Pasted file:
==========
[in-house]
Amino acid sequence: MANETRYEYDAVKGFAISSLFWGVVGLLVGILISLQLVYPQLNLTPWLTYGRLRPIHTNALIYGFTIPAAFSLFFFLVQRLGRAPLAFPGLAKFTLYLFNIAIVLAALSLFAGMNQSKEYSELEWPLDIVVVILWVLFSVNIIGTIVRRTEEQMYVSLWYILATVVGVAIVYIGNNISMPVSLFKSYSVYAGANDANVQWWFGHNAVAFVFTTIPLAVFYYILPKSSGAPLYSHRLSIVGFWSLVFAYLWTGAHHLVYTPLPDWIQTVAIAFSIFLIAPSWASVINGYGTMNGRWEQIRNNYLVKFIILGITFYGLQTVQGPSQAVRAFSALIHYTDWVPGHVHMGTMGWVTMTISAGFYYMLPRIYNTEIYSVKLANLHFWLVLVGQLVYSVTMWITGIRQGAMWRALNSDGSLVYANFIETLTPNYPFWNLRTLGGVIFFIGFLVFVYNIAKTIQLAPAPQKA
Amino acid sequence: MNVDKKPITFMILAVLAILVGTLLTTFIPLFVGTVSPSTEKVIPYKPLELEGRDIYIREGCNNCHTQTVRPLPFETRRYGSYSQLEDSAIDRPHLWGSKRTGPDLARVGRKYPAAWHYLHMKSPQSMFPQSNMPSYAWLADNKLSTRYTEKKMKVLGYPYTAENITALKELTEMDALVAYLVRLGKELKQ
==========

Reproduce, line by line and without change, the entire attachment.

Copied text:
[in-house]
Amino acid sequence: MANETRYEYDAVKGFAISSLFWGVVGLLVGILISLQLVYPQLNLTPWLTYGRLRPIHTNALIYGFTIPAAFSLFFFLVQRLGRAPLAFPGLAKFTLYLFNIAIVLAALSLFAGMNQSKEYSELEWPLDIVVVILWVLFSVNIIGTIVRRTEEQMYVSLWYILATVVGVAIVYIGNNISMPVSLFKSYSVYAGANDANVQWWFGHNAVAFVFTTIPLAVFYYILPKSSGAPLYSHRLSIVGFWSLVFAYLWTGAHHLVYTPLPDWIQTVAIAFSIFLIAPSWASVINGYGTMNGRWEQIRNNYLVKFIILGITFYGLQTVQGPSQAVRAFSALIHYTDWVPGHVHMGTMGWVTMTISAGFYYMLPRIYNTEIYSVKLANLHFWLVLVGQLVYSVTMWITGIRQGAMWRALNSDGSLVYANFIETLTPNYPFWNLRTLGGVIFFIGFLVFVYNIAKTIQLAPAPQKA
Amino acid sequence: MNVDKKPITFMILAVLAILVGTLLTTFIPLFVGTVSPSTEKVIPYKPLELEGRDIYIREGCNNCHTQTVRPLPFETRRYGSYSQLEDSAIDRPHLWGSKRTGPDLARVGRKYPAAWHYLHMKSPQSMFPQSNMPSYAWLADNKLSTRYTEKKMKVLGYPYTAENITALKELTEMDALVAYLVRLGKELKQ